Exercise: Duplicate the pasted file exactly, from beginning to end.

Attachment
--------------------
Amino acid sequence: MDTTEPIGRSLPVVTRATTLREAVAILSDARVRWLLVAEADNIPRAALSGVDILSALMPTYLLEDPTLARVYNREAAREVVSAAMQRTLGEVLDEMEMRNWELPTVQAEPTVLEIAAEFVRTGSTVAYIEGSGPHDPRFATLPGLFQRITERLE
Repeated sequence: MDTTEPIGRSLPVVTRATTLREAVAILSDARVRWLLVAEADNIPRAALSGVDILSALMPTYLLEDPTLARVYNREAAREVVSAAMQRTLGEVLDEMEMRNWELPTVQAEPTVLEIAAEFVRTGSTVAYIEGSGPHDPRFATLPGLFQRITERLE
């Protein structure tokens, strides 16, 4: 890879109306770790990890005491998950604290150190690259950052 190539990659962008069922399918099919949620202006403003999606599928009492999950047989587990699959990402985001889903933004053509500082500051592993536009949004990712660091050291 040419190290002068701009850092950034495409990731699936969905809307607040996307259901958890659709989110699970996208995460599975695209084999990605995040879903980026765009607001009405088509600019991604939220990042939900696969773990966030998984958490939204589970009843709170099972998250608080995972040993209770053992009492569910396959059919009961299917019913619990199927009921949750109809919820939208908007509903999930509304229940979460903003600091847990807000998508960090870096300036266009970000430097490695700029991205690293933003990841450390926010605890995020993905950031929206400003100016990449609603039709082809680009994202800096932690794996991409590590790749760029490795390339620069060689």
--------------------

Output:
Amino acid sequence: MDTTEPIGRSLPVVTRATTLREAVAILSDARVRWLLVAEADNIPRAALSGVDILSALMPTYLLEDPTLARVYNREAAREVVSAAMQRTLGEVLDEMEMRNWELPTVQAEPTVLEIAAEFVRTGSTVAYIEGSGPHDPRFATLPGLFQRITERLE
Repeated sequence: MDTTEPIGRSLPVVTRATTLREAVAILSDARVRWLLVAEADNIPRAALSGVDILSALMPTYLLEDPTLARVYNREAAREVVSAAMQRTLGEVLDEMEMRNWELPTVQAEPTVLEIAAEFVRTGSTVAYIEGSGPHDPRFATLPGLFQRITERLE
């Protein structure tokens, strides 16, 4: 890879109306770790990890005491998950604290150190690259950052 190539990659962008069922399918099919949620202006403003999606599928009492999950047989587990699959990402985001889903933004053509500082500051592993536009949004990712660091050291 040419190290002068701009850092950034495409990731699936969905809307607040996307259901958890659709989110699970996208995460599975695209084999990605995040879903980026765009607001009405088509600019991604939220990042939900696969773990966030998984958490939204589970009843709170099972998250608080995972040993209770053992009492569910396959059919009961299917019913619990199927009921949750109809919820939208908007509903999930509304229940979460903003600091847990807000998508960090870096300036266009970000430097490695700029991205690293933003990841450390926010605890995020993905950031929206400003100016990449609603039709082809680009994202800096932690794996991409590590790749760029490795390339620069060689």